EU CBAM’s default carbon emissions values published

8th January 2024

Steel importers and producers are being urged to “get their house in order” following the publication of default embedded carbon emissions values and other key updates to the EU CBAM. 

Businesses preparing to submit their first CBAM report, which will detail the embedded emissions of steel products imported into the EU between October 1 and December 31 last year, are likely to rely on the European Commission's default values in their calculations. 

A study conducted by the Commission’s Joint Research Centre (JRC) considered carbon emissions from the production of a wide range of steel products in 15 to 20 countries to settle on a ‘world average’ figure for each.  

This value can be used by importers and steelmakers to calculate the CO2 emissions per tonne embedded in products shipped into the EU, which must be reported under CBAM. 

Default values’ limited application 

However, the use of the default carbon emissions values for businesses’ full import volume will only be permitted until the end of June 2024.  

MEPS International steel market analyst Jonathon Carruthers-Green explained: “From quarter three this year, estimates and default values can only be used for complex goods. Even then, they can only be applied if these estimations represent less than 20% of the total embedded emissions. 

“From 2026, when the CBAM regulation is fully implemented, importers will have to declare the quantity of goods imported into the EU in each preceding year and calculate their embedded emissions using the Commission’s EU methodology. 

“Put simply, steel traders need to get their house in order and ensure that they can accurately assess and report the embedded emissions of goods, in order to avoid potential fines, in the medium term.” 

The EU CBAM methodology dictates that imported steel products’ embedded emissions are established through the accurate monitoring of production processes, mirroring those used in the EU Emissions Trading Scheme (EU ETS). 

The European Commission’s newly published default emissions will not apply from 2026 onwards. Another set of default values will be introduced, setting the average emission intensity of each exporting country. 

Cost of CBAM 

During the CBAM transition period, which runs from October 1, 2023, to December 31, 2025, the Commission’s focus is on establishing a reporting process. Nonetheless, penalties of EUR10 to EUR50 per tonne of CO2 emitted can be levied for incomplete or incorrect reporting. 

The EU CBAM will run alongside the EU ETS for the duration of the transition period. After this time, free ETS allowances will be phased out and the direct embedded emissions in imported steel will be paid for through the purchase of CBAM certificates.  

The price of CBAM certificates will be calculated depending on the weekly average auction price of EU ETS allowances. 

Research conducted for MEPS International’s monthly European Steel Review revealed that, even before the implementation of the new pricing model, importers and producers were experiencing the cost implications of CBAM.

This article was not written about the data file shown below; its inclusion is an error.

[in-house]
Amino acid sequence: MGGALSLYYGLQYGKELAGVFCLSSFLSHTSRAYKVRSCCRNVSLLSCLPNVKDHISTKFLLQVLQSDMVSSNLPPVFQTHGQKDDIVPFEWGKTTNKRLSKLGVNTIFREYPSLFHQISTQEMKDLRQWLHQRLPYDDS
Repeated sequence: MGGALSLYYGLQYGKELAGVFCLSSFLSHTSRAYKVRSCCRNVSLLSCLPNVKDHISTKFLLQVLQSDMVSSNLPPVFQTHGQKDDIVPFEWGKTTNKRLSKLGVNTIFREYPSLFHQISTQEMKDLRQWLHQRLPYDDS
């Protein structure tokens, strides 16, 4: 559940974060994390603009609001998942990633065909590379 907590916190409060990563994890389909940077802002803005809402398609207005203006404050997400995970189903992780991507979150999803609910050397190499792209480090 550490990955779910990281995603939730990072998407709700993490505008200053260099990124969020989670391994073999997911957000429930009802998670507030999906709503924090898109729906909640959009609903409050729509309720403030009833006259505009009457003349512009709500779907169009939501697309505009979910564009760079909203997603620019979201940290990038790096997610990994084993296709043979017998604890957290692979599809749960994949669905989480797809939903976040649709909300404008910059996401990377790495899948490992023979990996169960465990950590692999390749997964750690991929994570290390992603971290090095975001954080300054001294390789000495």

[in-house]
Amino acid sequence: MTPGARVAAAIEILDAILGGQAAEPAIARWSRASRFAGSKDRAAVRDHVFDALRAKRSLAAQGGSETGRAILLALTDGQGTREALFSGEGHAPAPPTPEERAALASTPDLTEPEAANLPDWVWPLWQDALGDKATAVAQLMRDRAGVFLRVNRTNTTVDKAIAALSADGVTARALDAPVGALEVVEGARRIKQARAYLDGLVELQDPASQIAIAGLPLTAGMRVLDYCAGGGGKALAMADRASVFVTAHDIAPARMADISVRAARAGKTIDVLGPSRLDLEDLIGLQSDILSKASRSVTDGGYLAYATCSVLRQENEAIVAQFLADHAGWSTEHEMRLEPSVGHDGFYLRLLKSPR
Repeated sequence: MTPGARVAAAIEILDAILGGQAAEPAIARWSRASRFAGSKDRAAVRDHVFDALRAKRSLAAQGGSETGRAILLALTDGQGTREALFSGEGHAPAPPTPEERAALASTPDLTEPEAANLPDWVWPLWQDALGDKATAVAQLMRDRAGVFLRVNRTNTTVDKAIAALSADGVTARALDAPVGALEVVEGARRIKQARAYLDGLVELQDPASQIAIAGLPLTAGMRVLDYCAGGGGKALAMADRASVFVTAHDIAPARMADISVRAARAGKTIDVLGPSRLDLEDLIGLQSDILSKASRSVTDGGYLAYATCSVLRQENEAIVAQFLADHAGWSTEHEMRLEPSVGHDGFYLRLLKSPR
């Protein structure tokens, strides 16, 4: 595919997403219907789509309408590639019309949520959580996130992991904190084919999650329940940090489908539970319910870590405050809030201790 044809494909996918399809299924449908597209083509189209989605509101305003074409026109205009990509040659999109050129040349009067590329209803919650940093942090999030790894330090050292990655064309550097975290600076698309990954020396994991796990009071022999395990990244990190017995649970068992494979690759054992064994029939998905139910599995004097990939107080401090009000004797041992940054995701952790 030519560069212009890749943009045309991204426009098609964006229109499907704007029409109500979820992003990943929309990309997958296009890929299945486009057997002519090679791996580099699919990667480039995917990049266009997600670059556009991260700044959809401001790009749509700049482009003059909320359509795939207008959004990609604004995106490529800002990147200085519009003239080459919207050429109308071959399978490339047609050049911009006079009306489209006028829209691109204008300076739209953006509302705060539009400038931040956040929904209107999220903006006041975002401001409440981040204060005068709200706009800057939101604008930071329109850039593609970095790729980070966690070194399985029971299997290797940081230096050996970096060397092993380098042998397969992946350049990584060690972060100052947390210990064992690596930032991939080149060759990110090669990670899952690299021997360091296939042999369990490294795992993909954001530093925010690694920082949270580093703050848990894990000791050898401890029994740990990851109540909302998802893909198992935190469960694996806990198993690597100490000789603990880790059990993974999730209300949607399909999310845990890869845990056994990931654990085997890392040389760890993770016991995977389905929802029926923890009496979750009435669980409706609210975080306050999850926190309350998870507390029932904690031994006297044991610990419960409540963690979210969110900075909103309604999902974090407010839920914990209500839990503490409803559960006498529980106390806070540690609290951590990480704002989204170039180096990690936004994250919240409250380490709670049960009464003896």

While some businesses have employed additional staff to take on the administrative burden of CBAM reporting, others have appointed an indirect customs representative to fulfil their obligations. 

Commission’s simplification measures 

The European Commission’s latest clarification on the CBAM transition period has introduced measures to simplify the reporting process.  

Among the updates to its dedicated online reporting tool, the CBAM transitional registry are: 

  • Option for recording emission data of a specific good to be reused in subsequent reports (feasible from the second quarterly report in April 2024). 
  • Option for reconducting the previous report updating the imported quantities. 
  • Option for reporting data based on an XML file to allow reporting declarants to automate their process to reuse previous report's data whenever appropriate. 
  • Clarification that, for operators, the default reporting period is twelve months to allow them to collect representative (carbon emissions) data that reflects an installation’s annual operations. The 12-month reporting period may be either a calendar year or a fiscal year. However, operators may also choose an alternative reporting period, of at least three months, if the installation participates in an eligible MRV system and the reporting period coincides with the requirements of that MRV System. 

A webinar offering insight into the EU’s new, emissions-based import regulations can be viewed on demand via MEPS International. Carruthers-Green hosted the Understanding CBAM webinar as part of a partnership with the British Stainless Steel Association (BSSA). 

To access the European Commission’s latest CBAM documentation and formal guidance, visit its online portal. 

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